OAK RIDGE, Tenn. -- A tree outside Oak Ridge National Laboratory researcher Pratul Agarwal's office window provided the inspiration for a discovery that may ultimately lead to drugs with fewer side effects, less expensive biofuels and more.
Just as a breeze causes leaves, branches and ultimately the tree to move, enzymes moving at the molecular level perform hundreds of chemical processes that have a ripple effect necessary for life. Previously, protein complexes were viewed as static entities with biological function understood in terms of direct interactions, but that isn't the case. This finding, published today in PLoS Biology, may have enormous implications.
"Our discovery is allowing us to perhaps find the knobs that we can use to improve the catalytic rate of enzymes and perform a host of functions more efficiently," said Agarwal, a member of the Department of Energy laboratory's Computer Science and Mathematics Division.
Making this discovery possible was ORNL's supercomputer, Jaguar, which allowed Agarwal and co-author Arvind Ramanathan to investigate a large number of enzymes at the atomistic scale.
The researchers found that enzymes have similar features that are entirely preserved from the smallest living organism - bacteria -- to complex life forms, including humans.
"If something is important for function, then it will be present in the protein performing the same function across different species," Agarwal said. "For example, regardless of which company makes a car, they all have wheels and brakes."
Similarly, scientists have known for decades that certain structural features of the enzyme are also preserved because of their important function. Agarwal and Ramanathan believe the same is true for enzyme flexibility.
"The importance of the structure of enzymes has been known for more than 100 years, but only recently have we started to understand that the internal motions may be the missing piece of the puzzle to understand how enzymes work," Agarwal said. "If we think of the tree as the model, the protein move at the molecular level with the side-chain and residues being the leaves and the protein backbone being the entire stem."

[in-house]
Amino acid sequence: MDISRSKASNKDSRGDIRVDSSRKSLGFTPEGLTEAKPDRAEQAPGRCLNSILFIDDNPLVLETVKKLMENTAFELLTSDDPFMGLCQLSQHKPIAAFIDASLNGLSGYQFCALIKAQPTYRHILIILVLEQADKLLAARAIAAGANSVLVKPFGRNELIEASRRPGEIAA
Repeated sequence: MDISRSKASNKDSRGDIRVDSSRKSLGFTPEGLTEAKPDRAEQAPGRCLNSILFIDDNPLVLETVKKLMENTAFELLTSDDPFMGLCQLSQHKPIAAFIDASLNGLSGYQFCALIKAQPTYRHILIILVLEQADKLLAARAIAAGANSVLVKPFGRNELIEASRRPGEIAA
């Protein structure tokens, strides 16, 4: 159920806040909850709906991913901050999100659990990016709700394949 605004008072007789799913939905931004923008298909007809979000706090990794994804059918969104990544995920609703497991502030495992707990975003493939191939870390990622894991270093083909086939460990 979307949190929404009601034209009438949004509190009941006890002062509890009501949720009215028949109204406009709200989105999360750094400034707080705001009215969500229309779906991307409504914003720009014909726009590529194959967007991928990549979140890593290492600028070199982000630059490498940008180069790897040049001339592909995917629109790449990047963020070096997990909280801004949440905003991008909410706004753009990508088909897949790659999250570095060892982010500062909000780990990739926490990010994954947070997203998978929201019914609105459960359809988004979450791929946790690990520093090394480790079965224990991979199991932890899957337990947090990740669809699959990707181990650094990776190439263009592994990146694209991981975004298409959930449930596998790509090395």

This research builds on previous work in which Agarwal identified a network of protein vibrations in the enzyme Cyclphilin A, which is involved in many biological reactions, including AIDS-causing HIV-1.
While Agarwal sees this research perhaps leading to medicines able to target hard to cure diseases such as AIDS, he is also excited about its energy applications, specifically in the area of cellulosic ethanol. Highly efficient enzymes could bring down the cost of biofuels, making them a more attractive option.
Funding for this research was provided by ORNL's Laboratory Directed Research and Development program. Ramanathan was a graduate student at Carnegie Mellon University when this work began and now also works at ORNL. The paper is titled "Evolutionarily conserved linkage between enzyme fold, flexibility and catalysis."
UT-Battelle manages ORNL for DOE's Office of Science.
Caption: This cartoon-like image provides a representation for the internal motions coupled to the catalytic step of the enzyme Cyclophilin A. The substrate bound at the active site is shown in cyan sticks and the highly flexible regions in the enzyme are highlighted in a tube-like representation. The transparent tubes indicate the directionality of the motion. The colors on the tube indicate the extent to which these regions move, with red and blue regions representing maximum and minimum mobility, respectively. Hydrogen bond interactions from the surface of the enzyme connect all the way to the active site and are indicated as yellow dashes. The interactions and the internal motions in Cyclophilin A are conserved from bacteria to humans.
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